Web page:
In 1997, Nigerian Tony Elumelu and his business partners bought an unsuccessful bank for five million dollars. Eleven years later, they had built it into a multi-billion dollar business, with 20,000 employees spread throughout Africa.
This is the story that the CEO of the Tony Elumelu Foundation, Dr. Wiebe Boer, wants to tell his colleagues at an international philanthropy conference in Washington this week.
“The way we look at it is, look, the best way that Africa can develop, it has be private-sector driven,” said Boer. “With that five million, look at what it got you?”
He said he plans to emphasize the importance of what foundation creator Tony Elumelu calls, “Africapitalism,” which he defines as “the private sector’s commitment to the economic transformation of Africa through investments that create economic prosperity and social wealth.”
But Boer added the public sector plays a crucial role in creating policy that breeds a business-friendly environment.
And he said his group is also trying to shine a spotlight on the importance of African partners in building up the continent.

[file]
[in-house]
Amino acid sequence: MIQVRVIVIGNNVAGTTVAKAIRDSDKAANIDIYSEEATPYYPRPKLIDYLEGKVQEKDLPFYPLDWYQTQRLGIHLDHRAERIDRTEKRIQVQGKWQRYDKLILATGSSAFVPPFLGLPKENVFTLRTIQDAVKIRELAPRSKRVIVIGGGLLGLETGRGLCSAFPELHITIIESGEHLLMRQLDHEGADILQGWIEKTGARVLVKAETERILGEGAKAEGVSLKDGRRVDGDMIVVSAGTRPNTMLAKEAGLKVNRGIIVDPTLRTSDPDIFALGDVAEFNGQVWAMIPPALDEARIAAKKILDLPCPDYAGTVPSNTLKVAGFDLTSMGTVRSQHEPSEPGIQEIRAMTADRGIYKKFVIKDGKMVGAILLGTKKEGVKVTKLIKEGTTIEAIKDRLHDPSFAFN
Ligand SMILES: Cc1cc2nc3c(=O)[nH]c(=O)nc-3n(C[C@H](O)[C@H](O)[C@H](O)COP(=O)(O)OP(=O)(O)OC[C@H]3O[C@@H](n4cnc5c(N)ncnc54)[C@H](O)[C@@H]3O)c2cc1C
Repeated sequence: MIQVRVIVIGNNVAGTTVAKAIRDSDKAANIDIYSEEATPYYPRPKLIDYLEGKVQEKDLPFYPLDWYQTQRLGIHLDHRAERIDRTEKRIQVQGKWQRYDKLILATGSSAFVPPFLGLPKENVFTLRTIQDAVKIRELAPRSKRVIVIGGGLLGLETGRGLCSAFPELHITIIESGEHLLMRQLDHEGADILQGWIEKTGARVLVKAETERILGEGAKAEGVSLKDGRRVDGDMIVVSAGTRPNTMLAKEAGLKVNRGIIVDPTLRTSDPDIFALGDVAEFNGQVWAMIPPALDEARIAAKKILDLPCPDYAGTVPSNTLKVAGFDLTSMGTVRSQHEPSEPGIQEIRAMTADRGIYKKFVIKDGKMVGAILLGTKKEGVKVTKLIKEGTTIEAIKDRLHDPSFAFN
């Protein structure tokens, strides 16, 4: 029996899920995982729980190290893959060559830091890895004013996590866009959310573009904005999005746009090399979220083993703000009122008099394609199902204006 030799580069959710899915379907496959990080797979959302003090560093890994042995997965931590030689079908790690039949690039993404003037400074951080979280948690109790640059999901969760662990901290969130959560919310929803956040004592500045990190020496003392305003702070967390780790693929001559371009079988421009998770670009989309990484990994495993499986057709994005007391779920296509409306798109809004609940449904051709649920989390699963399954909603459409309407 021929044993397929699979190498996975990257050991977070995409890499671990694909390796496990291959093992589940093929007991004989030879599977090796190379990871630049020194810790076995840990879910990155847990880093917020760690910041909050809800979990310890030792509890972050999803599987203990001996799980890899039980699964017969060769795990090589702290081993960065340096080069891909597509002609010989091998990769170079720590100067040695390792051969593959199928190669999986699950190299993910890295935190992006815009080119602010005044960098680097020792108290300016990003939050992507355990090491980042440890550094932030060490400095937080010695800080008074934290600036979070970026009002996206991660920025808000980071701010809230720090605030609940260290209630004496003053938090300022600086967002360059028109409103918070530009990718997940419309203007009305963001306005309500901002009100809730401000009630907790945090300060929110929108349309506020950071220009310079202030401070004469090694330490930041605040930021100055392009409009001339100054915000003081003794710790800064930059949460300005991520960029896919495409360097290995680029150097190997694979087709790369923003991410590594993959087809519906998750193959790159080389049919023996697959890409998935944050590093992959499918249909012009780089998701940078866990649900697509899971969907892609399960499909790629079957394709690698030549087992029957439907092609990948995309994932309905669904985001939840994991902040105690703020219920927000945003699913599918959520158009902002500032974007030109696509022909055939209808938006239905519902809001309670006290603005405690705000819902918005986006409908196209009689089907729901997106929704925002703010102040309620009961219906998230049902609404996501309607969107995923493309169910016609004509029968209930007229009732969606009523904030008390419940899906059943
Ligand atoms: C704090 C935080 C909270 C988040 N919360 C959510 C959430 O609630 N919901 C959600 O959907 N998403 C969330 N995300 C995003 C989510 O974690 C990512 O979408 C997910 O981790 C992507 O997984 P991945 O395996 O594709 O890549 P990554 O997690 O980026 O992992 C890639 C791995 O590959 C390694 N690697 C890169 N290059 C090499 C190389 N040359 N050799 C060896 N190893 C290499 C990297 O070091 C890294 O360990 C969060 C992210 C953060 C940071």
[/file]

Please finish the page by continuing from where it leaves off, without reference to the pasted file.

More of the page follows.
“We’re trying to raise the profile of Africa indigenous philanthropy as a way to encourage other high net-worth Africans to consider setting up these kinds of philanthropies as well,” said Boer.
Boer said Nigeria is in prime position for this type of integrated public-private investment to have a major impact. “Nigeria has so underperformed for so long and just has so much potential that that’s really where growth is going to be driven from.”
Boer is attending the annual three-day conference of the Global Philanthropy Forum, which aims to create a community of internationally-focused donors and investors.
The Tony Elumelu Foundation was created in 2010 and works to identify and address systemic challenges that inhibit African entrepreneurs.